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'Golf Is Ripping Itself Apart': Rory McIlroy Calls for Talks Between LIV Golf and PGA Tour

McIlroy has been highly critical of the Saudi-backed startup but said LIV players should be able to get world ranking points and compete in majors.
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Rory McIlroy said he believes the time might be near for the PGA Tour and LIV Golf to speak because the “game is ripping itself apart.’’

McIlroy, who has been highly critical of the Saudi-backed LIV Invitational Series and has worked behind the scenes with Tiger Woods to help the PGA Tour come up with a more robust and lucrative plan starting in 2023, said Wednesday in St. Andrews, Scotland, that “the ball is in their court.’’

Ranked second in the world, McIlroy acknowledged there is difficulty moving forward due to two related lawsuits, one in which several LIV players have taken action against the PGA Tour on antitrust grounds. Another legal issue has allowed LIV players who are members of the DP World Tour to compete on that circuit until a resolution is expected in February.

But McIlroy, 33, said he believes LIV Golf participants deserve to get world ranking points and he is not opposed to them competing in major championships but that LIV Golf is “making up their own rules.’’

Two weeks ago, a group of 50 LIV players sent a letter to Peter Dawson, the chairman of the Official World Golf Ranking, seeking the group to quickly consider its application for world ranking points, saying “every week that passes without the inclusion of LIV athletes undermines the historical value of OWGR.’’

The OWGR does not comment on the process, although an application can take months if not at least a year to be approved.

“If Dustin Johnson is somehow 100th in the world it’s not an accurate reflection of where he is in the game,’’ McIlroy told reporters at the Dunhill Links Championship, a DP World Tour event which takes place this week across three courses in Scotland—the Old Course, Carnoustie and Kingsbarns.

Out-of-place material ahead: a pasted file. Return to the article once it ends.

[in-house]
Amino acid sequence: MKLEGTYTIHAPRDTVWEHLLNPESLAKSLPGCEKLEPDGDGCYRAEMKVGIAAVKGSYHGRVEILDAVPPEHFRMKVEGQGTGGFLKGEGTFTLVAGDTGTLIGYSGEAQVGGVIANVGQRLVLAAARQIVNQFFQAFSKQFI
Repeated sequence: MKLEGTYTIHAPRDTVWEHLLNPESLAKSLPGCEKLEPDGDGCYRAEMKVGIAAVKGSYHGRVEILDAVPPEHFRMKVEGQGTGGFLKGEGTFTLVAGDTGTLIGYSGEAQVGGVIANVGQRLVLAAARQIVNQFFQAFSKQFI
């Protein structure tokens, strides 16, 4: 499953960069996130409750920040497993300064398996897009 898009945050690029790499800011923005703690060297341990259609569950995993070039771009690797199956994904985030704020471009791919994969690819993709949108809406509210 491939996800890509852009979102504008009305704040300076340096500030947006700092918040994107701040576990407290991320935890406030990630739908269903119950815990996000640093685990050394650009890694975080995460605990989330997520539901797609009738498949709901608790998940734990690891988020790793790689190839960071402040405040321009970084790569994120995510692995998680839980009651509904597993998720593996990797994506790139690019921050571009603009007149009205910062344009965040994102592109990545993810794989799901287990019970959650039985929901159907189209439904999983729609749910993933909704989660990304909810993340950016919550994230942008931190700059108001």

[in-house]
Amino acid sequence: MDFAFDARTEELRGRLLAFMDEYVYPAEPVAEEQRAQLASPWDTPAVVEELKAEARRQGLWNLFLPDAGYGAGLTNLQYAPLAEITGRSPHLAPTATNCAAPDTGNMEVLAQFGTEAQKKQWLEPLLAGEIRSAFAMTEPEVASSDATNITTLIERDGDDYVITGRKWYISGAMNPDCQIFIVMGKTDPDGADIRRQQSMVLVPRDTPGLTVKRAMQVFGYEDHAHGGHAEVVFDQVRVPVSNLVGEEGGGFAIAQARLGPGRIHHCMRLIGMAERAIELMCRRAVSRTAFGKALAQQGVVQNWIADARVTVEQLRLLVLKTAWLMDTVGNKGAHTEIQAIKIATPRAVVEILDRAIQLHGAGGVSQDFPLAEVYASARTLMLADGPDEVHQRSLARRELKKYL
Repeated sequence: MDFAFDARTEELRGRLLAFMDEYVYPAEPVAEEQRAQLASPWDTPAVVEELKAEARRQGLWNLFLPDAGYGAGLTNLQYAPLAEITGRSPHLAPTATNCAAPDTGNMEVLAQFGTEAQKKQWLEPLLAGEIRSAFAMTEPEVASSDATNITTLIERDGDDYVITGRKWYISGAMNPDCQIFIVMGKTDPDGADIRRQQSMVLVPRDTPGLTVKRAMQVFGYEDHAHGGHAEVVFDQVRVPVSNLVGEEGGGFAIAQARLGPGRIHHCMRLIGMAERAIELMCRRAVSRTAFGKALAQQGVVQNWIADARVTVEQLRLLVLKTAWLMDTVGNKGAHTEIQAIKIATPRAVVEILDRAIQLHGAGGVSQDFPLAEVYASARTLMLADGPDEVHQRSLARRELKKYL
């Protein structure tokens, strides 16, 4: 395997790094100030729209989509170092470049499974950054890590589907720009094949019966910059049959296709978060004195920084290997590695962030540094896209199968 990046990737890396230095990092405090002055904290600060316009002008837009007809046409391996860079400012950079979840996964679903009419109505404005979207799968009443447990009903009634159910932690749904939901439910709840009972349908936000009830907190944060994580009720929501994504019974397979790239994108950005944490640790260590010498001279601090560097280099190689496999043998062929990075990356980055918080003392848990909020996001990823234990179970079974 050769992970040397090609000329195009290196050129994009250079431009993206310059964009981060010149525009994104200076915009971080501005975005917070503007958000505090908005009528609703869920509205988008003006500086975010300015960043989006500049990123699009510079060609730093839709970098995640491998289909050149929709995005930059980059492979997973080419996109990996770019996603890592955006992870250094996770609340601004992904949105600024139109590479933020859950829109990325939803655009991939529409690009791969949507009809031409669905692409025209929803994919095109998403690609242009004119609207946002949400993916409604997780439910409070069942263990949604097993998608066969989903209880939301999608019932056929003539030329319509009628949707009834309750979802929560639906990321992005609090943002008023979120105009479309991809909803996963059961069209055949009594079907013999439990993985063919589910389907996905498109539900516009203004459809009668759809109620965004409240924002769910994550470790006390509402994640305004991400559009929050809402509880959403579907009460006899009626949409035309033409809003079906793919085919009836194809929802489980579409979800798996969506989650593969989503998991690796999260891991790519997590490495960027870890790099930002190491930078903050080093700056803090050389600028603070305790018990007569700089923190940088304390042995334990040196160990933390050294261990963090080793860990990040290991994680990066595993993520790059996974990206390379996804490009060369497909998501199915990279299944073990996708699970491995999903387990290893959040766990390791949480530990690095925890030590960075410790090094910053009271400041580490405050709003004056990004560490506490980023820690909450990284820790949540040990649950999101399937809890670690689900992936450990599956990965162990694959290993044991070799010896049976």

“But at the same time, you can’t make up your own rules. There’s criteria there, everyone knows what they are and if they want to pivot to meet the criteria they can. I’ve not a problem with them getting ranking points at all but you have to meet the criteria. If you don’t it’s harder to justify why you should have them.’’

LIV Golf has acknowledged it does not check all of the boxes in the OWGR criteria, of which there are 14. Part of the OWGR’s mandate, however, also says that an organization can be granted points without meeting the criteria—or that it can be denied even if it does.

The biggest shortcomings for LIV appear to be the lack of a 36-hole cut in its 54-hole events, the small fields of only 48 players and an unclear qualifying path to LIV events. Next year, the LIV Golf League will have 48 players consisting of 12 four-man teams, almost all of them chosen.

There are plans for a “Promotions event’’ next year, but there is no transparent weekly qualifying system. LIV Golf is underwriting the International Series, a group of 10 elevated events on the Asian Tour, that will serve as a mini feeder tour and has given LIV the ability to say it is part of a tour with full field 72-hole events.

"I've always said there's a time and place where everyone involved needs to sit down and work together,’’ McIlroy said. “It's very hard to do that right now with court cases going on. There's a natural timeline to let things settle down a little bit. People can go into those meetings with a cooler head.’’

At the Tour Championship last month, PGA Tour commissioner Jay Monahan suggested that he was not interested in any discussions with LIV Golf and that a pathway back to the Tour for LIV golfers was not likely at this time.

“As it relates to any of the scenarios for LIV players, and coming back, I’ll remind you that we are in a lawsuit,’’ Monahan said. “They’ve suited us. I think talking about any hypotheticals at this point doesn’t make a lot of sense.’’

The emergence of LIV Golf has made for an disruptive year. Hall of Famer Phil Mickelson took a four-month break due to issues related to his anti-PGA Tour comments in February, and then signed with LIV for a huge guarantee to play over the next several years.

Dustin Johnson, Cameron Smith, Patrick Reed, Bryson DeChambeau, Brooks Koepka and Sergio Garcia are among several other players who have signed multi-year deals with LIV.

Its eight-tournament 2022 schedule continues next week with an event in Bangkok. On Tuesday, LIV Golf announced plans to restructure its season-ending team event at Doral, Oct. 28-30, in part to clear the way for a broadcast partner to televise the event with the intention of a long-term deal.

“I don't want a fractured game, McIlroy said. "The game of golf is ripping itself apart and that's no good for anyone. It's not good for the guys on the traditional system or the guys on the other side either.

"Right now, with where everything is, it's probably not the right time but we probably can't leave it too much longer. I'm all for getting around the table and sorting things out.’’

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